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Should I get a biopsy done if I have potential benign prostatic hyperplasia ?

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General & Family Physician
Practicing since : 2008
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Hi, I'm a 62 year-old male who at age 52 (2002) had a spike in psa up to 4.5 (my first psa); a month later it had returned to 3.5 (no discernible DRE issues). My most two recent PSA's (8/2009--4.4; 4/2011 4.6), depending on which metric you use either places me .6 above the 4.0 cutoff or in the midrange of an age-related PSA scoring inventory (upperlimit of normal 5.9 for men between ages 60-69. Curiously, if you accept the established annual age-related increase in PSA of .03 and calculate that increase since 2002, you arrive at my current PSA level within a few hundredths of a point.

I've no family history, work as a pilot flying long-haul international routes (8+ hours for each leg), some indicators of BPH, and frequent (almost nightly long-term use of 50 mg of Benydryl to sleep in order to somewhat reestablish circadian cycles.)
My guess is my Uro guy may want another PSA test in 8-12 weeks including a free PSA number. My question is, given lifestyle factors, possible BPH, benedryl use, etc; what is the best indice upon which to make a decision? (A friend who is a doc calculatd my PSAv at an adjusted .12). A real consideration I have is that one of our pilots with a similar profile yielded to a biopsy and contracted a vicious infection that he was told could have been life-threatening. The guys at XXXXXXX Kettering have admitted sepsis subsequent to biposies is getting to be a major concern. My job (fomerly as an F16 pilot) often required me to crunch a lot of numbers quickly to make very important decisions but this has me stumped. Do you go for the biopsy given my individual circumstances are lean to a very conservative "watch and wait" given the statement buy the authors of the most-recent Guttenburg study that you have to screen almost 300 men (297) and treat 12 to save one. I'm fairly comfortable with ambiguity but would never in the air choose an option that seemed to have about a 1:300 chance of saving my passengers (let's say a ditching) when I had an alternative option (a forced landing on a short runway) that suggested probabilities of about 16% of making the landing with relatively no danger to my passengers, an 8% probability that there would be some serious injuries, but only a .03% probaility that lives would be lost.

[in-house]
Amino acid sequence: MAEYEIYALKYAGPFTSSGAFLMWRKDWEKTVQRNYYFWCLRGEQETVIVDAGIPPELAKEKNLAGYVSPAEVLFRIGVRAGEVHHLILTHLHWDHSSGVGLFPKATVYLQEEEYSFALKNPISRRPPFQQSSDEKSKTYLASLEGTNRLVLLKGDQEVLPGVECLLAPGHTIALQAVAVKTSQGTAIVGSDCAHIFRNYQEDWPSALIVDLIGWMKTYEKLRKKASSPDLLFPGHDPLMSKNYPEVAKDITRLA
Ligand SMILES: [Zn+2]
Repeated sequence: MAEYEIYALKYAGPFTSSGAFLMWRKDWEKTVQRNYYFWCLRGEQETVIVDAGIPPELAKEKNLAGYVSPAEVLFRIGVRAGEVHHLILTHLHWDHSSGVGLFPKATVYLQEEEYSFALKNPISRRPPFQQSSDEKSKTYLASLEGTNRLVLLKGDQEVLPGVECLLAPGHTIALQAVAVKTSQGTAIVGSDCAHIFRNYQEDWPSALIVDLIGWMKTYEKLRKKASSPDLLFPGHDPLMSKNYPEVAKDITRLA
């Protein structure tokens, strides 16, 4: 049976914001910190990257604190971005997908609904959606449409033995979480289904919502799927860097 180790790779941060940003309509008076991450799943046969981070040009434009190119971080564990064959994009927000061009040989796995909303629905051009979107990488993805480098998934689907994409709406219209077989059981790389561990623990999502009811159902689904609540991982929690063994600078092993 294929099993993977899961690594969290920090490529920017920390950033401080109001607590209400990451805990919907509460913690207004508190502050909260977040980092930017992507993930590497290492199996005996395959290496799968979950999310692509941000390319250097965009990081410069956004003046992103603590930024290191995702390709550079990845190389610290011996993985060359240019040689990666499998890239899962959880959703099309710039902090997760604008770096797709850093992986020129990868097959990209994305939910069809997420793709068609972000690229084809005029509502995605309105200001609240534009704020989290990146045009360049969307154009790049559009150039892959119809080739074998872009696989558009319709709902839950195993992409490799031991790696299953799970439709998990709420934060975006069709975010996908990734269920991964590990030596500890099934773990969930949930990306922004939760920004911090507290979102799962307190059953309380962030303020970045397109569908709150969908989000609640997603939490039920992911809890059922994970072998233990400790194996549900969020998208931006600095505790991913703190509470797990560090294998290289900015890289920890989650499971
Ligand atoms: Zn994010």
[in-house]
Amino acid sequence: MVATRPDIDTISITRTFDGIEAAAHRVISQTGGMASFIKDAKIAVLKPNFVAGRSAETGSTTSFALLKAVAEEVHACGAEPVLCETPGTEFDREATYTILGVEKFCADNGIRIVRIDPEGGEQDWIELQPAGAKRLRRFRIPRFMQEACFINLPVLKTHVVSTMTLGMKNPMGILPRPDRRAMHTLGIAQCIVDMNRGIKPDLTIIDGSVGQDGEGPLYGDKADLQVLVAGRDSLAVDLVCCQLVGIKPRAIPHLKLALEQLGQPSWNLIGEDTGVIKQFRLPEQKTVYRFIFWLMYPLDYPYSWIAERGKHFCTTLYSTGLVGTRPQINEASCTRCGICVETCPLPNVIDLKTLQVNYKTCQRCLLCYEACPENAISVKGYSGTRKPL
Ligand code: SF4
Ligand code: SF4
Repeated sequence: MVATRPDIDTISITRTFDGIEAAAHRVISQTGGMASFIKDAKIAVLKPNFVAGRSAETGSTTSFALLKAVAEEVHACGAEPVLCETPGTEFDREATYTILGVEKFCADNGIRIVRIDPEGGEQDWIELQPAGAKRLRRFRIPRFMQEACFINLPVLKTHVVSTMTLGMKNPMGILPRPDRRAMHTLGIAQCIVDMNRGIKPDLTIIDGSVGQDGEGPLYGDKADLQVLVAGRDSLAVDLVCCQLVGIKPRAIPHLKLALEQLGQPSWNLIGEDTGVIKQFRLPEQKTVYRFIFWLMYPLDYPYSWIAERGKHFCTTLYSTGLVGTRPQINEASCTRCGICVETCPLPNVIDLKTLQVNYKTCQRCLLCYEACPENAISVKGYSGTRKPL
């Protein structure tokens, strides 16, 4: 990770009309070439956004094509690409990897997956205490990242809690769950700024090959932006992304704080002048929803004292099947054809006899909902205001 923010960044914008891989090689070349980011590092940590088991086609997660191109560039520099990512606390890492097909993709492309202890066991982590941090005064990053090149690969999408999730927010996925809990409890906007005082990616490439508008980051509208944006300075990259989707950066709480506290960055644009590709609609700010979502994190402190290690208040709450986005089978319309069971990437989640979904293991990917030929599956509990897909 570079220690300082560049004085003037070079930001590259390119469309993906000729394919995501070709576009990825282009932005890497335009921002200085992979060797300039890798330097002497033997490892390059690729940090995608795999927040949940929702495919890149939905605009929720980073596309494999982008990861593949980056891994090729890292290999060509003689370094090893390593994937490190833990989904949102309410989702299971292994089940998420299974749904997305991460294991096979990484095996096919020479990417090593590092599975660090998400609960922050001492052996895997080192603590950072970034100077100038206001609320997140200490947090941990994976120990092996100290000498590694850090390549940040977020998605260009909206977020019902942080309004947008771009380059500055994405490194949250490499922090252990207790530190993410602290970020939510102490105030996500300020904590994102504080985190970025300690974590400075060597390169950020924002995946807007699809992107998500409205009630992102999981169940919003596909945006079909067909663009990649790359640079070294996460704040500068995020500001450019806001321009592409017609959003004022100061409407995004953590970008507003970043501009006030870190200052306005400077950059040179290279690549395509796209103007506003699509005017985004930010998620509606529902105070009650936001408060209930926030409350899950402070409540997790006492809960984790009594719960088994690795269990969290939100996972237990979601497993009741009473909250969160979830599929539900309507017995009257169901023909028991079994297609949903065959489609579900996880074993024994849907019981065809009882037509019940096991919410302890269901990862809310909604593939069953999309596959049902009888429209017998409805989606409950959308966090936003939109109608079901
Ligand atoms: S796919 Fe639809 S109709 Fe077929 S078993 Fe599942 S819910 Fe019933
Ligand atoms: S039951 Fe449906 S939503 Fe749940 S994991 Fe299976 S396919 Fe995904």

I apologize for being longwinded but I thought the more info you had the greater the likelihood I might get a slant from you that I could add to the suggestions I have now received from two friends who are docs who literally told me to "sit on it".

Posted Sun, 6 May 2012 in Kidney Conditions
Answered by Dr. Raju A.T 3 hours later
Hi ,

Thanks for your query.

I do really admire your way of assessing things and arriving at a solution.It does make you choose between options in a quick and confident manner.

But I am afraid to say such calculation do not hold good in the filed of medicine as there will be many known and many more unknown factors influencing the numbers.Its always evidence based here.

Yes, there is slight amount of deviation existing in my above mentioned fact in the case of prostate.PSA velocity is one such partly accepted indicator.The PSA velocity in you is very insignificant and do not push me into consider any prediction.As I too arrive at a PSAv value around .12.

The benadryl use may not be influential here, hence do not consider the same.

A DRE for now would be advisable, if it turns to be normal then the second step should be getting a test to determine ratio of free PSA to total PSA which can be a leaf of help here.

Yes, Biopsy do have such complications to be expected, but in better caring hospitals this can be a rare chance.

Its always a rule to make decisions on diagnosis or treatment when the numbers and clinical evaluation are clubbed.Either of both cannot be trusted alone.

Hope I have answered your query. If you have any follow up queries I will be available to answer them.
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